As stated in Article 3 of the World Soil Charter drawn up by the FAO, “soils are a key resource, fundamental to the creation of a range of goods and services necessary for ecosystems and human well-being“.
As stated in Article 3 of the World Soil Charter drawn up by the FAO, "soils are a key resource, fundamental to the creation of a range of goods and services necessary for ecosystems and human well-being".
A key resource and also non-renewable one.
Soil degradation conditions, which are responsible several factors for, make clear the course of action to be taken, putting us in a position of recovery and protection against the largest carbon reserve on earth.
Biodiversity and soil
Soil is able to guarantee to humanity goods and services that are essential for the survival of ecosystems, and, in this regard, protection and proper management of this resource are necessary.
What makes soil a valuable and non-renewable resource? Soil degradation, combined with:
- agricultural industrialization processes,
- excessive fertilisation (increasing soil salinity),
- the non-rational use of agrochemicals.
and finally, the effects of climate change: a critical scenario that puts the spotlight on greater responsibility towards the resource.
In this case, the importance of biodiversity and, consequently, the measures to be taken to contribute to the regeneration of agricultural land and the refurbishment of its health is outlined.
Recognising the importance of healthy soils is a key step in understanding that this is the key to meeting the needs of food, biomass (energy), fibre, feed and other products and to ensuring essential ecosystem services around the world.
How can we contribute to respect the soil?
Soil is the vital resource of much of our food and provides other ecosystem services, such as water purification and nutrient cycle, climate regulation and flood prevention.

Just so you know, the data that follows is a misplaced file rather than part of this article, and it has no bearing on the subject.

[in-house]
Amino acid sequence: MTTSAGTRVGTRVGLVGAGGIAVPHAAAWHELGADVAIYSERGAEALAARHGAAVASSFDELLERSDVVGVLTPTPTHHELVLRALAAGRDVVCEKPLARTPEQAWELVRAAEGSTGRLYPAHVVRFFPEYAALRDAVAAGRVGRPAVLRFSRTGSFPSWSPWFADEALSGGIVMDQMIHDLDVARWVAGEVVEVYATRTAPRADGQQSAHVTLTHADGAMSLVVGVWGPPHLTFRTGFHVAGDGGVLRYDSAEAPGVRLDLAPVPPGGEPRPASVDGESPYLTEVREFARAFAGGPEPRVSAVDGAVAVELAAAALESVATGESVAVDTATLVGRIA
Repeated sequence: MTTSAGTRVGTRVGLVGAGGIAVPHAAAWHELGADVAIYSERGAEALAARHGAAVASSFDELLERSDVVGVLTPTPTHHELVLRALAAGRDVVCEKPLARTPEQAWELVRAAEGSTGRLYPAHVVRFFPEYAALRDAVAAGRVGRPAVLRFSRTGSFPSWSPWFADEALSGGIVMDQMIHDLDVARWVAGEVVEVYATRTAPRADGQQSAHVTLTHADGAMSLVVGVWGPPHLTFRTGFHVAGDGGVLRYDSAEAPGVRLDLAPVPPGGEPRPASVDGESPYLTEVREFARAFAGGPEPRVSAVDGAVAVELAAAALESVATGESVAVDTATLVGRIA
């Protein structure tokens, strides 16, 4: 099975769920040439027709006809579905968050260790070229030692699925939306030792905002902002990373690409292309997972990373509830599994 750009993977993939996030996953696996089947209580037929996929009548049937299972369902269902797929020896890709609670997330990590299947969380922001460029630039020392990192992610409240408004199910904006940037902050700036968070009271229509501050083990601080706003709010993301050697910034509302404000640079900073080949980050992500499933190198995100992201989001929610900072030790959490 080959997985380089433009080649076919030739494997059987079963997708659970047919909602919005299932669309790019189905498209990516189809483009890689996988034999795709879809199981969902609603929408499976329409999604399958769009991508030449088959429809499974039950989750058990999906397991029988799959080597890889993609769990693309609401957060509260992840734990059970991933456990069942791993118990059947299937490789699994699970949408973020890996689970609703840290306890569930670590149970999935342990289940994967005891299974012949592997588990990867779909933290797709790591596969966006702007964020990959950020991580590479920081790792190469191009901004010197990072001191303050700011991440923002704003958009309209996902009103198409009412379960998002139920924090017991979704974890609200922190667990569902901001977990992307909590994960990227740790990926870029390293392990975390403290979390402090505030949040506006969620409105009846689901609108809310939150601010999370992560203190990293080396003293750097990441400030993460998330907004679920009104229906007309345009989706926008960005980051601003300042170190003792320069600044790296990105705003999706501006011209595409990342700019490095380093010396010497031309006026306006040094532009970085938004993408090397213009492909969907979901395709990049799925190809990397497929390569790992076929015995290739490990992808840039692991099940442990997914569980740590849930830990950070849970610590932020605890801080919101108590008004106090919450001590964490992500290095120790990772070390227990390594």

Soil deterioration is also partly due to poor management of the nutrients which are supplied to it. In this case, the misuse or under-use of fertilizers proves that improper use of them generates inefficiencies in food and nutrition safety issues.
For this reason, in DEMA we study solutions to apply nutrients respecting the actual needs of crops and ensuring safety. By producing micro-granular fertilizers with localized action, we avoid:
- Wasting of resources and raw materials,
- Providing soil with an excessive content of unnecessary nutrients,
- Deterioration of groundwater intended not only for agricultural purposes.
Microgranular and organic solutions
Our philosophy embraces precision nutrition, which can be the most prudent solution for field crops, as it is able to ensure high performance by allowing a substantial reduction in doses compared to traditional granular. That results in a greater respect for the needs of the land.
In addition, we provide organic microgranular fertilizers that meet the needs of organic farming: formulated and produced with raw materials allowed in organic farming, we are able to promote a sustainable food supply chain starting from the field.